Victim: The validity of the tag ‘Catholic IRA’ is open to debate, but they did target Protestants
A letter from Rev Dr David Clements:
I was watching the Northern Ireland Affairs Committee the other day when Ian Paisley made his controversial comment about the ‘Catholic IRA murdering Protestants along the border’ (I was interested to see what the secretary of state had to say about legacy).
As he spoke, I saw no issue with Mr Paisley’s choice of words. When Stephen Farry MP and then Simon Hoare, MP the chair of the committee objected, I could see their point of view too.
Here is the dilemma. My father was murdered by the IRA close to the border. After the attack the IRA unit almost certainly took refuge across that border, at least for a while.
The motive for shooting my father had more to do with his bottle green uniform than with the fact that he was a Protestant. Indeed, if he had been a Roman Catholic, in their perverted thinking, the IRA may have considered it a bonus.
Father Dennis Faul, who years later became a friend of mine, did indeed condemn my father’s murder in no uncertain terms. Mr Farry and Mr Hoare were right in the committee to point out that the Catholic Church consistently condemned the evil work of the IRA.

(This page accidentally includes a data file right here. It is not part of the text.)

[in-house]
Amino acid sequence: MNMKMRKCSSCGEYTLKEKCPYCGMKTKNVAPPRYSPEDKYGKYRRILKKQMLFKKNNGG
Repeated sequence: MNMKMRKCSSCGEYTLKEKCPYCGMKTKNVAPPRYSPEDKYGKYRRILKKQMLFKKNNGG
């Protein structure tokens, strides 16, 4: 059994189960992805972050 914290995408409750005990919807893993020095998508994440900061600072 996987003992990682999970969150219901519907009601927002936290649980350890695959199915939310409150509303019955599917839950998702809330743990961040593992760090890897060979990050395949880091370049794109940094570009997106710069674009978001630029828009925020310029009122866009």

That said, this very uncomfortable truth must be given full weight: for decades along the border the IRA did murder many people precisely because they were Protestants. Often, they were farmers and the oldest son who would one day inherit the farm was the particular target.
It was ethnic cleansing.
Mr Paisley’s description of the IRA as ‘Catholic’ is clearly open to challenge — though at least some of its active members (Martin McGuinness for example) seemed to be fairly devout. What is beyond challenge is that the IRA engaged in sectarian murder, particularly along the border.
Whilst clearly the scale is different, what the IRA did to Protestants along the border is in the same moral category with what the Nazis did to Jews.
No amount of historical revisionism can alter these ugly facts. All of us who want to build a better and more peaceful society here would do well to face these bitter truths head on.
To lose what was so evil in a moral fog will only allow it to emerge again at some time in our children’s future.
Rev Dr David Clements, Cullybackey
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